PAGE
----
Today, the state of Connecticut got permission to grab the bottle deposit money that was held in accounts by distributors and drop $6 million into – what I presume to be – the state’s general fund.
The Hartford Courant has the story and my questions are below.
The state won a court battle Wednesday that paves the way for the collection of $6 million in unclaimed bottle deposits that had been held by beer and soda distributors.
The distributors had sought an injunction in state Superior Court in Hartford to block the retroactive seizure of the deposits that the state was seeking to collect.
“I am pleased that the court agreed with our argument and denied the bottlers’ injunction request, allowing the cash-strapped state to begin collecting about $6 million in unclaimed bottle deposits tomorrow and millions more in the future,” said Attorney General Richard Blumenthal, who personally argued the case last week in court. “The statute enabling collection of these funds is clearly valid and enforceable. These unclaimed deposits now sitting in distributor bank accounts truly belong to consumers and taxpayers, not to the companies.”
First, I agree with the attorney general, the unclaimed bottle deposits belong to the people, but the $6 million will not be given back to the people, it will be spent by the state on unknown projects.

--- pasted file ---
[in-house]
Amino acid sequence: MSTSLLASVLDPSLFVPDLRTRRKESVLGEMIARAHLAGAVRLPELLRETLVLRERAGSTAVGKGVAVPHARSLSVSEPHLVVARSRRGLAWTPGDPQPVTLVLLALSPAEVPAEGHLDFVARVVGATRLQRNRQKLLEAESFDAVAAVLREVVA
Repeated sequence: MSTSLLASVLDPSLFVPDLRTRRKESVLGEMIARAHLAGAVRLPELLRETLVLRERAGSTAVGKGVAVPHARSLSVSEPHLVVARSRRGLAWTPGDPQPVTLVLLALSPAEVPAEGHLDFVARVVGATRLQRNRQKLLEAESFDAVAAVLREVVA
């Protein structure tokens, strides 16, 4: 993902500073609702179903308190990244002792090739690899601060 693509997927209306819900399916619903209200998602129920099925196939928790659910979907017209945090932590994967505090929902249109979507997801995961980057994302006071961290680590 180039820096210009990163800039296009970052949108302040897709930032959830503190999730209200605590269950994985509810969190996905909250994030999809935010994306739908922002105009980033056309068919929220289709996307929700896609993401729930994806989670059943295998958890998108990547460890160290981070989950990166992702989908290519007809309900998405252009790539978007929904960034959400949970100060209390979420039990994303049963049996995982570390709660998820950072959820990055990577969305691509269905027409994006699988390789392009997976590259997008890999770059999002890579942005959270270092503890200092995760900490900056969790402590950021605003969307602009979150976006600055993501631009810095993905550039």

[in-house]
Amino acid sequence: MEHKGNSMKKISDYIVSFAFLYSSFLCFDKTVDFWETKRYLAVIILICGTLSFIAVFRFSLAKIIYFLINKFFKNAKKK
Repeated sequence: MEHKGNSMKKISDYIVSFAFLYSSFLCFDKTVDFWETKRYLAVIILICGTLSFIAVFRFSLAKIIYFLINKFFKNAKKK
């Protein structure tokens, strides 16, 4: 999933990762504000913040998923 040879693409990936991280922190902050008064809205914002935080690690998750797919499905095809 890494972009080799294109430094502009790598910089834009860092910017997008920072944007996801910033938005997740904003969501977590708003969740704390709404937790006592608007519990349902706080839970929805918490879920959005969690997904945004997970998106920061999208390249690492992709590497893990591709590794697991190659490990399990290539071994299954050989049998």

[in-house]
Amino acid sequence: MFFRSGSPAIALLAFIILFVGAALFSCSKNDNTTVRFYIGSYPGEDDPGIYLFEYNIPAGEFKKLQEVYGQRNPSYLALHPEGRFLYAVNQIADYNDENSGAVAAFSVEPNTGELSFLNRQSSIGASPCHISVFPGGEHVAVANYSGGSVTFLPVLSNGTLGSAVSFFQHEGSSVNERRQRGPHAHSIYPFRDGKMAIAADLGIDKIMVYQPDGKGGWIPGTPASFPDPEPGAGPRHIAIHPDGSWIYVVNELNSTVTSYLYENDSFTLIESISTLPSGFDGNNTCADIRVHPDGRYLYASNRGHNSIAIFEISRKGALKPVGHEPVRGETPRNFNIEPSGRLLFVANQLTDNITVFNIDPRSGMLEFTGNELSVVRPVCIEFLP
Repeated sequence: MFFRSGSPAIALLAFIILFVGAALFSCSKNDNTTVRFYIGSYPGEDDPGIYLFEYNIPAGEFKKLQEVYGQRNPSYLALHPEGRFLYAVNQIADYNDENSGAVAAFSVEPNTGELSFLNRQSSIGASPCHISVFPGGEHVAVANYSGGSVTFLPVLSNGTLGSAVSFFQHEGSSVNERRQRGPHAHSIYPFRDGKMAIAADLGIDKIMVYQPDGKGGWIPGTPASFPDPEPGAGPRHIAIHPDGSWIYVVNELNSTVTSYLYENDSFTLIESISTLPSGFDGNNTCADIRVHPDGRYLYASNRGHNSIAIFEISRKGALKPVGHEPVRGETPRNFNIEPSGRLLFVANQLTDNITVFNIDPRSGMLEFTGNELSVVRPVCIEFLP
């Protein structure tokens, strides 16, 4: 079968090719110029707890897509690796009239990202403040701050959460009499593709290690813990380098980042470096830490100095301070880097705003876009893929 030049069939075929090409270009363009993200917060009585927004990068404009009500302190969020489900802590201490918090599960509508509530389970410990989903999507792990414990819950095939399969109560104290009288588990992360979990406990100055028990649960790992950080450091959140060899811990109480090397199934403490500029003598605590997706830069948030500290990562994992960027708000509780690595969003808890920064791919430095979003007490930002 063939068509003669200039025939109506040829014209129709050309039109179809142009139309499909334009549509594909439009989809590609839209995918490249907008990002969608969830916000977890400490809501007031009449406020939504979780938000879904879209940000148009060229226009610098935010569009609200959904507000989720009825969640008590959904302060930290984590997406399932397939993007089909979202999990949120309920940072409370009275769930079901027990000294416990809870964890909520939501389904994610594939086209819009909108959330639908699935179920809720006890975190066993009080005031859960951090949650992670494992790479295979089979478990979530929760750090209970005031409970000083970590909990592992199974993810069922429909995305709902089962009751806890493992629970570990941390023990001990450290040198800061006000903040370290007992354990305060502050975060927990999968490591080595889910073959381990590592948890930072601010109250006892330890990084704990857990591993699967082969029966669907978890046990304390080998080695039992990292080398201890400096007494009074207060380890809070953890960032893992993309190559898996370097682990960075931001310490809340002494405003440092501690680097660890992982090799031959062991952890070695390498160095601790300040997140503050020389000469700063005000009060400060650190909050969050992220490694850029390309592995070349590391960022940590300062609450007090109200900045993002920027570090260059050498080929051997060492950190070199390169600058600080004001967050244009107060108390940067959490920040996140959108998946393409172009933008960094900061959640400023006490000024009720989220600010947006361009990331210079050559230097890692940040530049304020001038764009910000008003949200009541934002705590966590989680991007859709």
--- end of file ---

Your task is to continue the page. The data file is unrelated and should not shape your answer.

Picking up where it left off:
So, when you pay 30 cents towards the deposit on a six-pack of Pepsi, the distributor takes that 30 cents and puts it into a – for a lack of a better term – escrow account.
When you bring back your bottles or cans, you get your 30 cents back and it is paid to you out of the escrow account.
Now if the state takes that money, are they going to be giving the 30 cents back to us for the deposit we paid or will the distributors have to pay out?
I’m a bit confused since I don’t care to look into the details, but it is obvious that the state’s bottle bill law is simply another tax. Some people – and the state is betting on this – don’t care to go through the hassel of bringing a bottle of Coke back to the store to get their nickel back.
The state – with no effort – gets the cash. Nice gig if you can get it.
I’ll close by asking the same question I did on March 24. What the heck are these things for?